(Almost) unconditional support : ACT forgets to play its hand

On National Radio’s Morning Report show this morning, ACT leader David Seymour provided an excellent example of how not to negotiate. With Environment and Housing Minister Nick Smith set to announce tomorrow National’s proposed changes to the Resource Management Act, Seymour was asked whether he would be supporting the yet-to-be-announced changes.

The response was a clear affirmative. “It is extremely urgent that New Zealand reforms its Resource Management Act…” Therefore, he’s got National’s back on this one.

So what are the reforms? Well, we don’t know. They haven’t yet been announced.

Does Mr Seymour know? Has he been given a pre-announcement heads up, to ensure that his support is based on some actual intel, or is he simply making the assumption that the changes will be identical (or almost identical) to the proposed changes that were abandoned prior to the last election? It’s an assumption, he confirmed on Twitter to me this morning, based on where Mr Smith’s “thinking is usually at”.

To be fair, it isn’t completely unconditional support that is being offered. On Morning Report, Mr Seymour reserved his right to pull back, should the changes, once announced, be materially different from his assumptions.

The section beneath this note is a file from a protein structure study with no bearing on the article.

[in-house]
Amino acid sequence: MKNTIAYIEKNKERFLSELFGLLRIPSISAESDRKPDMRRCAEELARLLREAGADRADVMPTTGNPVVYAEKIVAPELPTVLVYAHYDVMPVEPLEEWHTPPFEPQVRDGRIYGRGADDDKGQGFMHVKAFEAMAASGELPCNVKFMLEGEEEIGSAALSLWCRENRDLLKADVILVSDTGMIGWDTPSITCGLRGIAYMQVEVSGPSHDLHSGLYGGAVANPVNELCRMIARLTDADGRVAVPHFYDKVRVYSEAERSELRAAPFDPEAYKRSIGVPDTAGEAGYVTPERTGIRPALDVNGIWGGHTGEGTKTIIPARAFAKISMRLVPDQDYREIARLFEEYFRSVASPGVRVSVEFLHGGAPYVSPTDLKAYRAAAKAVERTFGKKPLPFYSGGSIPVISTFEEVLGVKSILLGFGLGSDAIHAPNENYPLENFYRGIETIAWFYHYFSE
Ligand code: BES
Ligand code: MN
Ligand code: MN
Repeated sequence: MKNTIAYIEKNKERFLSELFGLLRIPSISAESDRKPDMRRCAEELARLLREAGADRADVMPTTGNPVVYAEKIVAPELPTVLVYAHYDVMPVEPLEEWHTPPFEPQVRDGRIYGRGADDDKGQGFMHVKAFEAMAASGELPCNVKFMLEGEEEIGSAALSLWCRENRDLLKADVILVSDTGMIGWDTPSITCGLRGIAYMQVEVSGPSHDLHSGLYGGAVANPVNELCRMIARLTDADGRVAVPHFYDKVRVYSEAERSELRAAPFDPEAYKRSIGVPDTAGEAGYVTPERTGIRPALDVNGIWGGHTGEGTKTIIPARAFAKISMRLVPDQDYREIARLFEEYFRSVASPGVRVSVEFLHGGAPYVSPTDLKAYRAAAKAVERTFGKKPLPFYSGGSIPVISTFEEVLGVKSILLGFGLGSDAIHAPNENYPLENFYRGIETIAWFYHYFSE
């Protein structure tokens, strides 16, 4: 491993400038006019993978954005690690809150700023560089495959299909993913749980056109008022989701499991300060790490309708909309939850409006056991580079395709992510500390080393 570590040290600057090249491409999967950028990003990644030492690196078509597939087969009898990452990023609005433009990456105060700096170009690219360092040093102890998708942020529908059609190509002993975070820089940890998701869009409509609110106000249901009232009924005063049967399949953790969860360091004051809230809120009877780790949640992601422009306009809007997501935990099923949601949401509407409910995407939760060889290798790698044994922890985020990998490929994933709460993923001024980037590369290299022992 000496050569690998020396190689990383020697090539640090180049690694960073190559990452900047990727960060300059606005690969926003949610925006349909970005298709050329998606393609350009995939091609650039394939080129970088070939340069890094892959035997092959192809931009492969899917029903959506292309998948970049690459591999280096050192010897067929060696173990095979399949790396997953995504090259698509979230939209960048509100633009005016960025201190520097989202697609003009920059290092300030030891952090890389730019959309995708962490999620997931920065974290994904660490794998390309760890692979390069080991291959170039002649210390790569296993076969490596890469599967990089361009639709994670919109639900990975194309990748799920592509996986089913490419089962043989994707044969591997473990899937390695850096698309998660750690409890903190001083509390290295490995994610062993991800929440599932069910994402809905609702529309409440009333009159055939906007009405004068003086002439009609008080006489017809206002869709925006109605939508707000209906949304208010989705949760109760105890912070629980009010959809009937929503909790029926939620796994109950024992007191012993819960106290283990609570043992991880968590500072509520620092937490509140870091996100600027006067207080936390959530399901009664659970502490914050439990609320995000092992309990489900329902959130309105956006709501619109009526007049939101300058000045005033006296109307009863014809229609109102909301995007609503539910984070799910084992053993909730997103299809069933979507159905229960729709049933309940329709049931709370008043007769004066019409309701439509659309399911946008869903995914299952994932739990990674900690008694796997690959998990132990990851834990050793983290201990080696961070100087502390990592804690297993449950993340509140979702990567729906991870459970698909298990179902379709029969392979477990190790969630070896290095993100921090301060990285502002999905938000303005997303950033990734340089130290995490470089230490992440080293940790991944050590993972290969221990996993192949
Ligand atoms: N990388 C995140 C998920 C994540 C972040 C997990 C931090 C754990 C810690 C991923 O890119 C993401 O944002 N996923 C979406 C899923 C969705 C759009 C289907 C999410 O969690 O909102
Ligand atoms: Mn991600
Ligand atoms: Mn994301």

Of course, we all know that ACT went into the 2014 election promising to repeal the RMA. Here’s a quote from former ACT leader Jamie Whyte during the election campaign:

The problem is not with the administration of the RMA. The problem is with the very conception of it. The RMA is an assault on property rights that stifles investment and economic growth. The restrictions it puts on using land for residential development are the reason housing is so expensive.

Nonetheless, from a realpolitik perspective, why would ACT simply blindly agree to support National’s proposed changes? If the changes are essentially what National tried unsuccessfully to push through last year, then National will struggle to get support from Peter Dunne or the Maori Party. If National doesn’t want to water down its proposals, then that leaves just ACT. And given ACT’s hatred of the RMA (except, of course, where it stymies intensive development in Epsom), surely this would be a perfect opportunity to press for additional changes?

With National able, on every piece of legislation, to go to just one of ACT, United Future or the Maori Party, opportunities to extract a pound of flesh aren’t going to come along often for those three minor parties. ACT seems to have just blown a prime opportunity to extract concessions on one of the party’s main election policy platforms.

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One comment

  1. Once you realise that the ACT party is simply the National Partys cats paw, intended to provide an overlap MP and introduce legislation that National wants (but doesn’t want to pay the political cost) you’ll find it makes perfect sense

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